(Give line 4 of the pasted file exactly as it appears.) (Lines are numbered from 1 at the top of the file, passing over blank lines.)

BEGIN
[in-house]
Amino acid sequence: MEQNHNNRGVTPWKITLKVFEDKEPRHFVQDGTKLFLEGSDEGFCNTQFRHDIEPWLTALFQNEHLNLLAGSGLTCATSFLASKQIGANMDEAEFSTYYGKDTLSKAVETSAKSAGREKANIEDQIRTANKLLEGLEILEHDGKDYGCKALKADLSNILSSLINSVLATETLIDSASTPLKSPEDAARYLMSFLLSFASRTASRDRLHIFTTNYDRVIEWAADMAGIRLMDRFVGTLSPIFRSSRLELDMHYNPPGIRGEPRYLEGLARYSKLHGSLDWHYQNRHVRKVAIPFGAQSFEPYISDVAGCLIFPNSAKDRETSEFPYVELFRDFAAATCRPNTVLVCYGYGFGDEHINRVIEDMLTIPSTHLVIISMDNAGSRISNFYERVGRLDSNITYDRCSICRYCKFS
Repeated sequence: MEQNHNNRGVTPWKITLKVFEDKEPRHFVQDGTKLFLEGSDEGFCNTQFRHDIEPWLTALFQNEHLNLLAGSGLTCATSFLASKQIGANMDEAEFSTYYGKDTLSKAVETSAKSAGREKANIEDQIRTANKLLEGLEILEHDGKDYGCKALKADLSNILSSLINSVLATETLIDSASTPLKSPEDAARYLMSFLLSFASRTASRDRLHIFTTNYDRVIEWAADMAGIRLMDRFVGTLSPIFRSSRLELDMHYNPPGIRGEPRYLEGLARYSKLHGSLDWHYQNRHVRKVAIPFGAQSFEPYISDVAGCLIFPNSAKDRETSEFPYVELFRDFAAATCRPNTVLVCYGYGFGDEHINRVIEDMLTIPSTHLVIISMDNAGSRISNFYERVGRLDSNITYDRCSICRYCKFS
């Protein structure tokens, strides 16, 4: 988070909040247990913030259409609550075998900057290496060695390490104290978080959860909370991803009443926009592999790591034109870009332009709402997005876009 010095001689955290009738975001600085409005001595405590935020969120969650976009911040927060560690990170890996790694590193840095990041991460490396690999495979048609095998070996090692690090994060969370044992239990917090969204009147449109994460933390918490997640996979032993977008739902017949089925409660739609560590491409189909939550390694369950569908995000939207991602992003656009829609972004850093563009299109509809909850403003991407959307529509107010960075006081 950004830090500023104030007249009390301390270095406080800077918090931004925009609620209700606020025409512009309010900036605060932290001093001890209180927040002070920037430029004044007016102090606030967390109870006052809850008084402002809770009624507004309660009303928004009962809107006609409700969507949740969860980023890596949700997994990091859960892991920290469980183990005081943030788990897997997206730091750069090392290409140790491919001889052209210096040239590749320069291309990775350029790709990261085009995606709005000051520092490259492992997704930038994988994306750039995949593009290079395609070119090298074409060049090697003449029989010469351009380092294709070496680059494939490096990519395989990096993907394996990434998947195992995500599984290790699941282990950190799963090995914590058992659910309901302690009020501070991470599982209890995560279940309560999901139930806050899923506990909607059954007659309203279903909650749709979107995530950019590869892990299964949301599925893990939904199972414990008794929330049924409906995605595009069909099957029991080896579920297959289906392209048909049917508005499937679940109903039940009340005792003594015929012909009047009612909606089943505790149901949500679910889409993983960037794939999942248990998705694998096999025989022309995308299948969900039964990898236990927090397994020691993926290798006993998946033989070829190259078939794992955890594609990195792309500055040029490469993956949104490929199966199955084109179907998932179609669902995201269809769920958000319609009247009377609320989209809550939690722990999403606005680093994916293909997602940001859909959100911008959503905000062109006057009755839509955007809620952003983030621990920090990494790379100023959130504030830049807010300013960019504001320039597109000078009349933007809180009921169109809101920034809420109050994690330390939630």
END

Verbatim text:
């Protein structure tokens, strides 16, 4: 988070909040247990913030259409609550075998900057290496060695390490104290978080959860909370991803009443926009592999790591034109870009332009709402997005876009 010095001689955290009738975001600085409005001595405590935020969120969650976009911040927060560690990170890996790694590193840095990041991460490396690999495979048609095998070996090692690090994060969370044992239990917090969204009147449109994460933390918490997640996979032993977008739902017949089925409660739609560590491409189909939550390694369950569908995000939207991602992003656009829609972004850093563009299109509809909850403003991407959307529509107010960075006081 950004830090500023104030007249009390301390270095406080800077918090931004925009609620209700606020025409512009309010900036605060932290001093001890209180927040002070920037430029004044007016102090606030967390109870006052809850008084402002809770009624507004309660009303928004009962809107006609409700969507949740969860980023890596949700997994990091859960892991920290469980183990005081943030788990897997997206730091750069090392290409140790491919001889052209210096040239590749320069291309990775350029790709990261085009995606709005000051520092490259492992997704930038994988994306750039995949593009290079395609070119090298074409060049090697003449029989010469351009380092294709070496680059494939490096990519395989990096993907394996990434998947195992995500599984290790699941282990950190799963090995914590058992659910309901302690009020501070991470599982209890995560279940309560999901139930806050899923506990909607059954007659309203279903909650749709979107995530950019590869892990299964949301599925893990939904199972414990008794929330049924409906995605595009069909099957029991080896579920297959289906392209048909049917508005499937679940109903039940009340005792003594015929012909009047009612909606089943505790149901949500679910889409993983960037794939999942248990998705694998096999025989022309995308299948969900039964990898236990927090397994020691993926290798006993998946033989070829190259078939794992955890594609990195792309500055040029490469993956949104490929199966199955084109179907998932179609669902995201269809769920958000319609009247009377609320989209809550939690722990999403606005680093994916293909997602940001859909959100911008959503905000062109006057009755839509955007809620952003983030621990920090990494790379100023959130504030830049807010300013960019504001320039597109000078009349933007809180009921169109809101920034809420109050994690330390939630």